We are all human beings with common needs and remarkably common experiences. We all need to make a living, be reasonably comfortable and want to provide for our children. We would also like to be sure that death won't be too bad and that we will be all right in the after-life, whatever that is like.

Christians can identify with these needs easily and can humbly offer good answers to seekers' questions, even though the seeker is in a different socio-economic or sub-cultural group or language, and has come to their viewpoint by a different route.

e humans are the products of many influences - family background, society's ways of thinking, its culture and traditions. We are affected by our genes, our schooling, even our exposure to truth. In the West truth does get good exposure, even though many bewail the secular nature of their country.

For a start, if you believe what the Bible has to say, God has put a longing for himself into every human heart (Ecclesiastes 3:11). It is up to the individual what they do about this truth. Then in many lands there is that fading, reverberating heritage of Christendom, be it ever so quiet.

From day to day it is surprising how many reminders of spiritual truth a secular person will receive. It happens when they stumble on a Christian radio station. On television, the Halloween edition of "The Simpsons" presented heaven and hell, the devil, St Peter and good deeds within five minutes.

A Christian friend visits a non-Christian and without saying a word is a reminder of God. A billboard throws John 3:16 in their face. A man in the football crowd unwraps a sheet and holds it up to the television camera. The same reference! On the television news a man in distress says that only his Christian faith enables him to hold on - what does this mean?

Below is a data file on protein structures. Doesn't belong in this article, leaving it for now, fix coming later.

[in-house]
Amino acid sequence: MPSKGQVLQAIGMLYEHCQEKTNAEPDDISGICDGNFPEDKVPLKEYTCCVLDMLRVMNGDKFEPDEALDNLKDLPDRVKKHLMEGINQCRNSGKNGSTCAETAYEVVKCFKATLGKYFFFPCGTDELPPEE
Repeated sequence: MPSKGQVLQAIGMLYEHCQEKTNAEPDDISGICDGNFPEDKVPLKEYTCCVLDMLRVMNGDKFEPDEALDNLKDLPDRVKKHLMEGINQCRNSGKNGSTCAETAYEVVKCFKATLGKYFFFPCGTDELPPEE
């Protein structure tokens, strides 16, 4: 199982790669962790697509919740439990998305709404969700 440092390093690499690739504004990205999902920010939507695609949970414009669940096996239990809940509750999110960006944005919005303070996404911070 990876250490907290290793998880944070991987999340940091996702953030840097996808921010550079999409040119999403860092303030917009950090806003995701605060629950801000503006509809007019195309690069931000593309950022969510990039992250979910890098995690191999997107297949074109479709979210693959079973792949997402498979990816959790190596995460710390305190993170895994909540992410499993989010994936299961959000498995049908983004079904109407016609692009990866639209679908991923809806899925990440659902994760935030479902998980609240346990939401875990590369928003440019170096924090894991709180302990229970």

On a camping trip a son asks a father who put the stars in the sky. A Sri Lankan immigrant tells how he stood in the jungle in the night and, looking at the sparkling heavens, thinks of a Creator. Churches with crosses - what do those crosses mean? (The lady who used to style my wife's hair asked Judy, out of the blue, "So just why did Jesus die on the cross?")

Or it's Easter, or Christmas - I once helped a young man to faith starting from my question, "Do you know the meaning of Christmas?" Need I go on?

These bits and pieces of God's revelation, the fear of death, the presence of pain and the faithful witness of many members of Christ's body go deep inside my secular friend and begin to ferment. One day, this apparently rank unbeliever comes to a crisis and has to deal with life and death, the real issues - and God's truth. And I want to be there to help that person come to faith.

od sends us all many opportunities to pass on the message, but we don't always take them - I know I certainly don't. Maybe we don't think quickly enough, and the moment passes. Perhaps one day we are out of touch with God, distracted by the worries of life, our eyes more on the circumstances than on the Master of them.

Who can say what might have happened had we opened our mouth? Each time I miss an opportunity I feel badly, but somehow this gives me more resolve not to miss the next one.

So I go through life looking for those people whose hearts God has already touched. After all, it is not just up to us. Self-effort evangelism is not a biblical concept. According to Acts 17, God has been working long before we came on the scene, organising where people live and how long they stay just so that they get the best chance to hear the good news about salvation in Christ.

According to Jesus, the Son and the Father are working in the world.1 James described how God was calling people out of the Gentiles to join the ranks of the saved.2 God does have an eternal plan, and I want to be part of it. According to Jesus, the fields of grain (to change the metaphor) are already ripe to harvest.

To be sure, not everyone I approach is sympathetic. Some fish may be swimming away from God, but I might be the agent who changes their direction. Having lost most of my self-serving fear years ago, I actually like clashing ideas with determined, secular people. "I used to believe that once," someone says to me. So I ask why they have stopped believing, and challenge their point of view.

"I believe in evolution," someone else says. "Why do you believe in that?" I ask. "What evidence do you have that we all came about by chance?" So I follow their logic and pull the rug from under it. Then I present the alternative.

"But that's OK for you. I don't know all that science." I can hear the excuse already! Well, I'm not a scientist, not even a theologian, just an ordinary, intelligent fellow who cares about sharing God's truth with the seekers swimming all around me. Anyone can learn the scientific facts. Further, anyone can study the Bible and learn a few verses and understand the message we have to share. Jesus can make anyone into a fisherman. So let's get fishing!